Worried gun owners have generated a nationwide shortage of ammunition.
“We’ve been running lower and lower and lower on handgun ammo,” said John Geery, manager of Jayhawk Pawn & Jewelry, 1804 W. Sixth St. “The availability from these wholesalers is just drying up. Many of them you call up and they don’t have anything to sell.”
Retailers in Kansas and surrounding states are seeing shortages on bullets for 9 mm handguns, .223-caliber assault weapons and AK-47 rifles, Geery said. Rounds that once sold for 15 cents a bullet, now sell for 50 cents — that is, if you can find them at all.
“We see more people coming in here asking us for the same stuff, looking for the same thing,” Geery said. “They’re all in the same Easter egg hunt.”
The shortage includes rounds for popular semiautomatic rifles and pistols that were covered by an assault weapons ban, signed in 1994 by President Bill Clinton, which generally blocked some military-style guns with magazines that hold multiple cartridges.
In February, Attorney General Eric Holder suggested that the Obama administration favors reinstituting the Clinton-era gun ban, which President George W. Bush had allowed to expire.
The potential of a new ban is driving worried gun owners to stockpile bullets at such a rate that manufacturers can’t meet demand, and Geery said the frenzy surrounding the shortage makes people want to buy more and at any price.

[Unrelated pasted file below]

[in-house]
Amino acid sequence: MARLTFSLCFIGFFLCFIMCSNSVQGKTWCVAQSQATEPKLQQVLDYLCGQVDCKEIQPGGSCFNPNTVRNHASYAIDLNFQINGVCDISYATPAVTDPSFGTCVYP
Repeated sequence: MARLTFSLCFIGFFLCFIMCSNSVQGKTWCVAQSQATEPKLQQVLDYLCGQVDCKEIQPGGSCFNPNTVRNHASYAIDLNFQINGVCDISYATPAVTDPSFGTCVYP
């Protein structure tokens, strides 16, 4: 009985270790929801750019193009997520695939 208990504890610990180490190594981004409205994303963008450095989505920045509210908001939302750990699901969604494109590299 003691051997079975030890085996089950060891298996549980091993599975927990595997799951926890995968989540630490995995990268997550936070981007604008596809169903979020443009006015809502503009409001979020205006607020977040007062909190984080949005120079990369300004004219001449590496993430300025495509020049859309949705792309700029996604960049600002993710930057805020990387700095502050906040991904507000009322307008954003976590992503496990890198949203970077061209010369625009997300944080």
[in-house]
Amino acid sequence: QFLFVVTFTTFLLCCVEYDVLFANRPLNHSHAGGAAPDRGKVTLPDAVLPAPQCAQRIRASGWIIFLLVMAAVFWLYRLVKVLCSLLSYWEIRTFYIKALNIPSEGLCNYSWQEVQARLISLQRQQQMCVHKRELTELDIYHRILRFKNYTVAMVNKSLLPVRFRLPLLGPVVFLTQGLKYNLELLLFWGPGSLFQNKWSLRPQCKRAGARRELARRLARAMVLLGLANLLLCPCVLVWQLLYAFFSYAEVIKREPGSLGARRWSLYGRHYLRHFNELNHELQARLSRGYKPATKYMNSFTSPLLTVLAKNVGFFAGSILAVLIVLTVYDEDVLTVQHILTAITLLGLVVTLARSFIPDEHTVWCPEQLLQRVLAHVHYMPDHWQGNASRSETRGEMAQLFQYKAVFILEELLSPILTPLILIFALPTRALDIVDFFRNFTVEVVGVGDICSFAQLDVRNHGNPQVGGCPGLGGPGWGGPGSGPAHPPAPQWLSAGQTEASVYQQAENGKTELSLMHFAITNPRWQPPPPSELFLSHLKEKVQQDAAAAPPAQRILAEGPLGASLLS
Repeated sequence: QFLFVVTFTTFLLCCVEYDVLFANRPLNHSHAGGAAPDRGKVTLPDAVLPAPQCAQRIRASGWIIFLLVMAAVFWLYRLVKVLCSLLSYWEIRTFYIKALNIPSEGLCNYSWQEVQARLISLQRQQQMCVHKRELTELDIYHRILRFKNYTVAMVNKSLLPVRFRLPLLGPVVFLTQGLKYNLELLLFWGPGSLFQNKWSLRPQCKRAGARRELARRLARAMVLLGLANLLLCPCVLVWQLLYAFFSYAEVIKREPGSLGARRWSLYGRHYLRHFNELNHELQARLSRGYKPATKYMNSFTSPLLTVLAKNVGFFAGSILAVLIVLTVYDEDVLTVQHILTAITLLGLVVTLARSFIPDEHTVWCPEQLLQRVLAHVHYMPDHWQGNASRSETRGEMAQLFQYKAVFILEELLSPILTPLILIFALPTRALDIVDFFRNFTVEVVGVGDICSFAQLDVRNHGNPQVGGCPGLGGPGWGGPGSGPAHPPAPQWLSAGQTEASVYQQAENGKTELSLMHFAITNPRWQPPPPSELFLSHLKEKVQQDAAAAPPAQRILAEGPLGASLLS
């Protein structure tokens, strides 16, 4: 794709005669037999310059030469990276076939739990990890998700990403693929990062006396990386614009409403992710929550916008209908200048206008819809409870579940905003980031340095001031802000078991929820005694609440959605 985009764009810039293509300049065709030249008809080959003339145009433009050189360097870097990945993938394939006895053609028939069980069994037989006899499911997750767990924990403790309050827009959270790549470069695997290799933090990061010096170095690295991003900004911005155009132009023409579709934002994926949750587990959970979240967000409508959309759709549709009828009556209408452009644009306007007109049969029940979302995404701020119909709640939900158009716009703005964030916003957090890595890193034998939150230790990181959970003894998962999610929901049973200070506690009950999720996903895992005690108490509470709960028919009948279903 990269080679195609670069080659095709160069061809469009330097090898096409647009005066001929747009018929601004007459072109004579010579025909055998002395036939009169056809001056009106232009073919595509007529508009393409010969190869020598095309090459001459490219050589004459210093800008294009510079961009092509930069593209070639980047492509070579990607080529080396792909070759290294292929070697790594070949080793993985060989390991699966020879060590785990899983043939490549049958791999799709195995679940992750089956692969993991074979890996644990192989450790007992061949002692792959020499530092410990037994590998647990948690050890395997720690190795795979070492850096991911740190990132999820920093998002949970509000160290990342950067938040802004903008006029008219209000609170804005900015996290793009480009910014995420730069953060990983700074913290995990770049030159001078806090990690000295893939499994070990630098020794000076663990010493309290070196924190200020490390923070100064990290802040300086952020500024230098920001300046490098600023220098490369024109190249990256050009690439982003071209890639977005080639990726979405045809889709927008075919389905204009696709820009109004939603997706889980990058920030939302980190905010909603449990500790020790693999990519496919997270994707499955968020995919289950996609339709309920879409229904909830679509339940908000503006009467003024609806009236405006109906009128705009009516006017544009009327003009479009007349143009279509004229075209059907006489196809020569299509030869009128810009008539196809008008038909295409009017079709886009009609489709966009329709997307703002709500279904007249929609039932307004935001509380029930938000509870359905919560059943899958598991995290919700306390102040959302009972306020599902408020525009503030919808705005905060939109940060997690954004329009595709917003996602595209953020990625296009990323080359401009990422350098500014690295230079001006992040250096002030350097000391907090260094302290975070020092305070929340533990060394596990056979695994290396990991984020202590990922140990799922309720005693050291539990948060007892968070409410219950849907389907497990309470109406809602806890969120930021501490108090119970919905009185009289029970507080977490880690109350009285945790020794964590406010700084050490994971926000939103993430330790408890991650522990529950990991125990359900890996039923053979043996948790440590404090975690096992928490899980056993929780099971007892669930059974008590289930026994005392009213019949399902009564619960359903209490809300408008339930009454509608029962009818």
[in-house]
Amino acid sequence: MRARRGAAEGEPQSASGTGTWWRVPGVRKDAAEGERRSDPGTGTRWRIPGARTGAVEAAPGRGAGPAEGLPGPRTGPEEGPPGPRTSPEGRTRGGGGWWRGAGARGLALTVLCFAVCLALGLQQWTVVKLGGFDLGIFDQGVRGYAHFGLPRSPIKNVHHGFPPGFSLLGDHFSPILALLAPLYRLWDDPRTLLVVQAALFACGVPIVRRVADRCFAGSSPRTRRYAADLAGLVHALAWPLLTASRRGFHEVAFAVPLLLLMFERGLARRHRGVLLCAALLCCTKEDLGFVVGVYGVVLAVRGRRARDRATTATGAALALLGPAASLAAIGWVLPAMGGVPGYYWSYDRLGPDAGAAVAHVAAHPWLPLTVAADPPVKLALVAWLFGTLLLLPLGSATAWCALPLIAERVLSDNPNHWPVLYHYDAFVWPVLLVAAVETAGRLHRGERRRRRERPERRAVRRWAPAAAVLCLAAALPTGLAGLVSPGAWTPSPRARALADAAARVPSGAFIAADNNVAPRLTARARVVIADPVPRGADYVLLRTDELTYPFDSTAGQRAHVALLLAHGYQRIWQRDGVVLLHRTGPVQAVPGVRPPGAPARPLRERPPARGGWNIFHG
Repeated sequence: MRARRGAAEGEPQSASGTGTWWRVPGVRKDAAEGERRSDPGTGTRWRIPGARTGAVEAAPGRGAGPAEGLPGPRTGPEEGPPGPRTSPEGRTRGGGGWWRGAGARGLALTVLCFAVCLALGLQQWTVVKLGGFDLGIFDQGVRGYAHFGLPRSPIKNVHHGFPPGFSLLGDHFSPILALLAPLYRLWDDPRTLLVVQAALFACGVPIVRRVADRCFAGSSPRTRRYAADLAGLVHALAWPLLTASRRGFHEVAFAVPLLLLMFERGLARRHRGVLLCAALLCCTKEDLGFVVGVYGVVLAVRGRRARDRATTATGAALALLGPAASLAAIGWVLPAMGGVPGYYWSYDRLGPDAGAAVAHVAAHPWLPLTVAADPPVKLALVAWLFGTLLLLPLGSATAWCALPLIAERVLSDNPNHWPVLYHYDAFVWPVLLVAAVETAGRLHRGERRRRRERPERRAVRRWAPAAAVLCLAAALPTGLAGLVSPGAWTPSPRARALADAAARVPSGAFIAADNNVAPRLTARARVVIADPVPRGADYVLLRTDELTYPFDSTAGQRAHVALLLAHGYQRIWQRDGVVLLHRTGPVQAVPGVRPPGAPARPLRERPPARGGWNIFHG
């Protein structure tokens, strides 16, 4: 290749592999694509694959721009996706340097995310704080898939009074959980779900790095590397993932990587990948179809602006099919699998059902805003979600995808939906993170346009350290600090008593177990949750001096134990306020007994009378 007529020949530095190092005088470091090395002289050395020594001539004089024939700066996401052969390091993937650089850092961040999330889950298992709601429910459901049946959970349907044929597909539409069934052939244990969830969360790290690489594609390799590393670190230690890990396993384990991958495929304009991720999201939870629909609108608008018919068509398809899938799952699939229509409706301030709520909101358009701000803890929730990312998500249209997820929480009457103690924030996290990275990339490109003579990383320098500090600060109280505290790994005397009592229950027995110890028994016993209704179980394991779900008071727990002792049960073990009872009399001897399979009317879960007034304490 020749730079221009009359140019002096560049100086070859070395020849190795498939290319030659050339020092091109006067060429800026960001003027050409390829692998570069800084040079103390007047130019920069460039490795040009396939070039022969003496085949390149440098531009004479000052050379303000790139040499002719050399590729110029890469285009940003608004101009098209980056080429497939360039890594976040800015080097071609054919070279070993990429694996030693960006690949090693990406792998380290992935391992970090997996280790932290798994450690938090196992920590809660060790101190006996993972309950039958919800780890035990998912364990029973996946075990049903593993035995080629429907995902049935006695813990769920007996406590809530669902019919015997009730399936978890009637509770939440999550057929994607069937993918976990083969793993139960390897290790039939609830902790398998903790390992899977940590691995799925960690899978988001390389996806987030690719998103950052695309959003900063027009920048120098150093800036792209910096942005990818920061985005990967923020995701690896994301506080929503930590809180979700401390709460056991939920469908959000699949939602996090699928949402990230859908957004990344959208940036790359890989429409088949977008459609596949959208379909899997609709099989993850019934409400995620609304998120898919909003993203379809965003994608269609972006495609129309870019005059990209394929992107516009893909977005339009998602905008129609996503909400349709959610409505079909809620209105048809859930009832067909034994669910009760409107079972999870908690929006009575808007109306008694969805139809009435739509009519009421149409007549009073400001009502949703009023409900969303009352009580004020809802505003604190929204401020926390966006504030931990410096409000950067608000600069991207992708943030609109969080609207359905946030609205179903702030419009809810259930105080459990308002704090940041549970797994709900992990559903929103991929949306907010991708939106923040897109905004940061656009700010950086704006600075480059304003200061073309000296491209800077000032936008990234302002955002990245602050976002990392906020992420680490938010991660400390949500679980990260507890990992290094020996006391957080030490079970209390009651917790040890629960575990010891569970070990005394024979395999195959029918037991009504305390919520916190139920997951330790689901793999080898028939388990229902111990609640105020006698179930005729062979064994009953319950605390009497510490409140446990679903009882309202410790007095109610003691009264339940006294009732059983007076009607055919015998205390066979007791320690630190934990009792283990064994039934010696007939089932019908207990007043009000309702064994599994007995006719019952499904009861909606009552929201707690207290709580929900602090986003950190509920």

“A lot of prelude to that, a lot of hysteria when these kinds of things happen,” Geery said.
Geery said a few other reasons are likely behind the ammo shortage.
He said metal, powder and other manufacturing costs are making it difficult for manufacturers to produce ammunition. Plus, he said, some of the shortage may be due to the amount of bullets being used in the wars in Iraq and Afghanistan.
Other ammunition retailers in the Lawrence area had no comment or were unavailable Tuesday.
As for Jayhawk Pawn, Geery said the shortage is bad for customers but good for business. He said the shortage is bringing more people into the store as they scour retailers for ammo.
While the shortage has been growing since October 2008, Geery expects the availability of ammunition to eventually turn around.
“Just like everything else … it’ll boomerang,” he said.